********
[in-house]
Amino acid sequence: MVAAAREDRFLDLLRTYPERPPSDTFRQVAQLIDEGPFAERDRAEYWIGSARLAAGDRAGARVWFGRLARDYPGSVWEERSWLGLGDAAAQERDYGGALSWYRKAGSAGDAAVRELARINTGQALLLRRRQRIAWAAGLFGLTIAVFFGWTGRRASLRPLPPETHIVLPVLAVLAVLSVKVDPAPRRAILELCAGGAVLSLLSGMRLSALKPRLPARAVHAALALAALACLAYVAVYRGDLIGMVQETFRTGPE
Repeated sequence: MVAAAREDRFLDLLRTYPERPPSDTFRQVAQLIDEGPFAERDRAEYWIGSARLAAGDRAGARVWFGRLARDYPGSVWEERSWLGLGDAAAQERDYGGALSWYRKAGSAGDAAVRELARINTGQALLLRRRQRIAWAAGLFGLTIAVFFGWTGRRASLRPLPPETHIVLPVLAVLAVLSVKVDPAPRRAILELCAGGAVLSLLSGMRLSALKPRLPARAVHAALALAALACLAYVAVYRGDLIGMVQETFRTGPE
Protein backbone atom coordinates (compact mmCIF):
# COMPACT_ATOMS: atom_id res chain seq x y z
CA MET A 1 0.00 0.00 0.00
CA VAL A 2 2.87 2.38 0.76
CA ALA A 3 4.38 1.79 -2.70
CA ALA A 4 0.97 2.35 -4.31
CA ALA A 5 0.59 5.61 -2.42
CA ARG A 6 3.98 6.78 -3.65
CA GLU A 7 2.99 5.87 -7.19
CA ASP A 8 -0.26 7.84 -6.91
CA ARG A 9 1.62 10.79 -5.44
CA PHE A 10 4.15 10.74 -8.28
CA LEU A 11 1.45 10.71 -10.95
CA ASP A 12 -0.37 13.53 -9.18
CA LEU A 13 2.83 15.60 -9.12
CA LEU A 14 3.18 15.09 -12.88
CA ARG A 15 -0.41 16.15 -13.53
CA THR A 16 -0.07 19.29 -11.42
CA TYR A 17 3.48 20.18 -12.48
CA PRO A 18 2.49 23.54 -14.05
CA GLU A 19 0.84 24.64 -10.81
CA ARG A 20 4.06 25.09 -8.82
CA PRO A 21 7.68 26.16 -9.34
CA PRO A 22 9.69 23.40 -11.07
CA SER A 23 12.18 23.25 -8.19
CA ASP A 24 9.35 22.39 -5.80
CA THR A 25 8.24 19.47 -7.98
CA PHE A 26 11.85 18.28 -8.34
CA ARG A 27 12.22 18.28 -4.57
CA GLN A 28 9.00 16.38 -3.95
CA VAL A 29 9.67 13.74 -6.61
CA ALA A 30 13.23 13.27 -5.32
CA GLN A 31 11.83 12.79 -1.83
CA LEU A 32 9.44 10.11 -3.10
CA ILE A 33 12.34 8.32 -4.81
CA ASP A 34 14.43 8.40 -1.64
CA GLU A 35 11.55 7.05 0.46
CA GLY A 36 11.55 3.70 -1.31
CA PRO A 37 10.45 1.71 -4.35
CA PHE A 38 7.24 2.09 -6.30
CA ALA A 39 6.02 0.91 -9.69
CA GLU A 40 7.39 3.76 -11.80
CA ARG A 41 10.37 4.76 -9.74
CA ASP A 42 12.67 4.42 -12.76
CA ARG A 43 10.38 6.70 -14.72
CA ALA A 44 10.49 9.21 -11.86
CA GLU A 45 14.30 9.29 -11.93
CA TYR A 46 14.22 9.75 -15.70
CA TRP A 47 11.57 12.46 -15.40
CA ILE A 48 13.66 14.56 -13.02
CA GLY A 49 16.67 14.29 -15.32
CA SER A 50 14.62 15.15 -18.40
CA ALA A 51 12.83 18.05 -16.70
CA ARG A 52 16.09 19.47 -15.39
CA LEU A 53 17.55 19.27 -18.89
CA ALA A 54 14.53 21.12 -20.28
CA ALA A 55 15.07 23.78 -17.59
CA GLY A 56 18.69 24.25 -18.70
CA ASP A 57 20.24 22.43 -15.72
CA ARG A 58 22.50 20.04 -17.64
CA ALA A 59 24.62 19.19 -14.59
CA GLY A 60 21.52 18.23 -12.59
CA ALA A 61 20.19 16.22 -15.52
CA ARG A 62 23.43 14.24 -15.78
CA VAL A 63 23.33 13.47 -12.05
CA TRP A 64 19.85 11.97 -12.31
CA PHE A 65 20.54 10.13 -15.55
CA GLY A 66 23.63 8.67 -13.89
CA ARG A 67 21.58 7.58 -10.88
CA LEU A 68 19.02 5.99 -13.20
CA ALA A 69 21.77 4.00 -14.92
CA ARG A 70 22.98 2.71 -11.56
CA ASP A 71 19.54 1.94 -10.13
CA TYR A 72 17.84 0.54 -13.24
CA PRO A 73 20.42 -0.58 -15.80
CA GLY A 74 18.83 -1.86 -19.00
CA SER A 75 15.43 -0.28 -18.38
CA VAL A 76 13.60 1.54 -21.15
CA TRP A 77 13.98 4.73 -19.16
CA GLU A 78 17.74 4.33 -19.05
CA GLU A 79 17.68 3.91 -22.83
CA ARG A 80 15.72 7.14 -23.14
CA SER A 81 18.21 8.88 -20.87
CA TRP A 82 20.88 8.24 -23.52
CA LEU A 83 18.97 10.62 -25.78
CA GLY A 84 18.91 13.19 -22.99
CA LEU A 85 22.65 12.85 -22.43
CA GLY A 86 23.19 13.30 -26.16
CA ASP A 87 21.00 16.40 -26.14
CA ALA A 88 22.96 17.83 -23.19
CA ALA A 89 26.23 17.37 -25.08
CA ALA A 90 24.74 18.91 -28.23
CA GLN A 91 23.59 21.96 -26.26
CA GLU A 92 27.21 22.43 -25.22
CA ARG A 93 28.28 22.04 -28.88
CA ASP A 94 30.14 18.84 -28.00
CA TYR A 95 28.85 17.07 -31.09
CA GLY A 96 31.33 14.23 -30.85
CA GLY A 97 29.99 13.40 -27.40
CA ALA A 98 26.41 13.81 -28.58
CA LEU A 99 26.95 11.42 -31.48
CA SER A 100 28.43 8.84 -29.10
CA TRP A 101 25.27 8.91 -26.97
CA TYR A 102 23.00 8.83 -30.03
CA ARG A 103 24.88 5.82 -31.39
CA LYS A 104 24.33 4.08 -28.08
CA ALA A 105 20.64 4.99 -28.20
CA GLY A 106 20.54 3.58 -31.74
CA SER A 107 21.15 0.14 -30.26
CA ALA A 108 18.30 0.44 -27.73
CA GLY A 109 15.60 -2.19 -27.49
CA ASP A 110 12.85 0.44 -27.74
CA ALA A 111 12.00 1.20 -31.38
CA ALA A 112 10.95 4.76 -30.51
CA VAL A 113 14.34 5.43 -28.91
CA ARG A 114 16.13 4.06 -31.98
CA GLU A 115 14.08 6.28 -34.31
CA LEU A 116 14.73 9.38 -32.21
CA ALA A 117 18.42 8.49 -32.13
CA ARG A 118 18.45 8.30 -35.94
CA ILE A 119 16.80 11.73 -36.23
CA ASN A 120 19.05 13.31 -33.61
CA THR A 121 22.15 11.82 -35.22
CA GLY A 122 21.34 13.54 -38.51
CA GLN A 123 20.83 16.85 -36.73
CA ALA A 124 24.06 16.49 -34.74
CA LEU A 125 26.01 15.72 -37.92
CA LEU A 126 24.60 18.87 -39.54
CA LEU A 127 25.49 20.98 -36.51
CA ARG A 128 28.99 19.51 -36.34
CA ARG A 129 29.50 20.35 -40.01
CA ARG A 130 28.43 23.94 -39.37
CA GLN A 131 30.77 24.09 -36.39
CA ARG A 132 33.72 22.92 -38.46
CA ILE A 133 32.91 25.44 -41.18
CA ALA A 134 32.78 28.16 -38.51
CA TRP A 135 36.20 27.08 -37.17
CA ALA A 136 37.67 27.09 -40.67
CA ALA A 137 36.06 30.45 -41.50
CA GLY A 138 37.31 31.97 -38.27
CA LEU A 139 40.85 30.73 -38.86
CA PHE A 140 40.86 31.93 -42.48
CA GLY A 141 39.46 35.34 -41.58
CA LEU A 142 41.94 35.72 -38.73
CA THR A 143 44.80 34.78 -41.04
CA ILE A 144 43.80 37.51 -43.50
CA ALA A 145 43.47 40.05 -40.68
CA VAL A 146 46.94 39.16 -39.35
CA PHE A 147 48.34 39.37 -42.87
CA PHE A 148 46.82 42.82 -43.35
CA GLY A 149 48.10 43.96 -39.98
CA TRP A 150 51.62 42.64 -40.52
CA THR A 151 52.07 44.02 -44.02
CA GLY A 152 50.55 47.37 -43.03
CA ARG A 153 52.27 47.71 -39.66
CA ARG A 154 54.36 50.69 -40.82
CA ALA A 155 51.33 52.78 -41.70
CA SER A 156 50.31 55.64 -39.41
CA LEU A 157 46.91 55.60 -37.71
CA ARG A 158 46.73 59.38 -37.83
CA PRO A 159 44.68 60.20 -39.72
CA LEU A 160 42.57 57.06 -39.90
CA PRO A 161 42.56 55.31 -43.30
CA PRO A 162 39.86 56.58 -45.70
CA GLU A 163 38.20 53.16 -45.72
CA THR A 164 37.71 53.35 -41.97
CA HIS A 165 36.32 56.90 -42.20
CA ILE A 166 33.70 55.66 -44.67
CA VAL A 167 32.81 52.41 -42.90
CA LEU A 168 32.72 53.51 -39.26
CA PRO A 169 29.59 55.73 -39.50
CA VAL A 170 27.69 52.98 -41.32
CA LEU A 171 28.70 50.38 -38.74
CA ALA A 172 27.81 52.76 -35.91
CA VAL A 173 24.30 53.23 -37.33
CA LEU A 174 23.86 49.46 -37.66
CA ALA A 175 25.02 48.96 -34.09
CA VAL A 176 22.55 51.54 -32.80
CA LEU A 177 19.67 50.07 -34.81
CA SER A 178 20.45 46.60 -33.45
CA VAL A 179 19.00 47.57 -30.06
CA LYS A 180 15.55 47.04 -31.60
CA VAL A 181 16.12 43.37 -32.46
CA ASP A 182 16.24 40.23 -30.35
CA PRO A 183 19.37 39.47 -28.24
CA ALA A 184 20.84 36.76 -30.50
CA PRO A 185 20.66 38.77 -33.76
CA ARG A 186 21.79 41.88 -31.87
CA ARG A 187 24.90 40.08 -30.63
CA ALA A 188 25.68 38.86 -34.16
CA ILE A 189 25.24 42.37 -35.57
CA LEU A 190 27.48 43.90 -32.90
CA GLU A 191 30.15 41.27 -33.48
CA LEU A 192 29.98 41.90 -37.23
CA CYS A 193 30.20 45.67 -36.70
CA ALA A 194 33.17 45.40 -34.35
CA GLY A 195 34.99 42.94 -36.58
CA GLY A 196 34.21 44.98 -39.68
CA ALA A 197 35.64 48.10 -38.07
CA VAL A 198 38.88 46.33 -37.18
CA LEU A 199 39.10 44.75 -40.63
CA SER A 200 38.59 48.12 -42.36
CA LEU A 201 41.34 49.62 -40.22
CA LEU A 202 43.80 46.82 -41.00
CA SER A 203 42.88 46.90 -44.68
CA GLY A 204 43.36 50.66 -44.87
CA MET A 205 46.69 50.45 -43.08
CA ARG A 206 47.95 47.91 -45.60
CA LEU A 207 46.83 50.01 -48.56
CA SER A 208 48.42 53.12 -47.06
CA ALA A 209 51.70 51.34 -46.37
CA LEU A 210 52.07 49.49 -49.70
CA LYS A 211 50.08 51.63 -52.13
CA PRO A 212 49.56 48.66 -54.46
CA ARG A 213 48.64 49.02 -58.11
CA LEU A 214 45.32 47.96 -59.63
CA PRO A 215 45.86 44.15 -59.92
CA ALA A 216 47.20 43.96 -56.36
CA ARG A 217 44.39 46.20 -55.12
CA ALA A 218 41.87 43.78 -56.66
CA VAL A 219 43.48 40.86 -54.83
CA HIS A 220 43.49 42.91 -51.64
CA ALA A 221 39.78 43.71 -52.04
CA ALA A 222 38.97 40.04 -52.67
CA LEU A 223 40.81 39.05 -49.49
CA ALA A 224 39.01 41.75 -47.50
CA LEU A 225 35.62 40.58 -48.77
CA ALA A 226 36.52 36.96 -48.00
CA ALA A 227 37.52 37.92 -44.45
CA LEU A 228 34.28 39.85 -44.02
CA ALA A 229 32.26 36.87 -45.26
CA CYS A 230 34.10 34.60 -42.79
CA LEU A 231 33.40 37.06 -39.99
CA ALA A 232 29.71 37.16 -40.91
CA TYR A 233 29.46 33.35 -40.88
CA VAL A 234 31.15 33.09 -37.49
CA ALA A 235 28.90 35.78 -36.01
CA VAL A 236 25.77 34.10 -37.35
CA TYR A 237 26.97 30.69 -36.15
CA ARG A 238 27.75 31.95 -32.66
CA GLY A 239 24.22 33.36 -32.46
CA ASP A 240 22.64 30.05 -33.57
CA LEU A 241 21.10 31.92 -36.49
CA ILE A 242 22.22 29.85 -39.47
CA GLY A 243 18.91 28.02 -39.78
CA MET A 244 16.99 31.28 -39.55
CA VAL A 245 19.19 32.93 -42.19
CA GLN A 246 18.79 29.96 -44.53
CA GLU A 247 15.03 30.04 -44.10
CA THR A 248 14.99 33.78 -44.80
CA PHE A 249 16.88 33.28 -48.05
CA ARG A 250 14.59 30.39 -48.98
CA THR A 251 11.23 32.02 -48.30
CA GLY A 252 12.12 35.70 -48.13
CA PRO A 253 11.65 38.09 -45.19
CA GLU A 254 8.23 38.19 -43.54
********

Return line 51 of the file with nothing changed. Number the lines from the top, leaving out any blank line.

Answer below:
CA TYR A 46 14.22 9.75 -15.70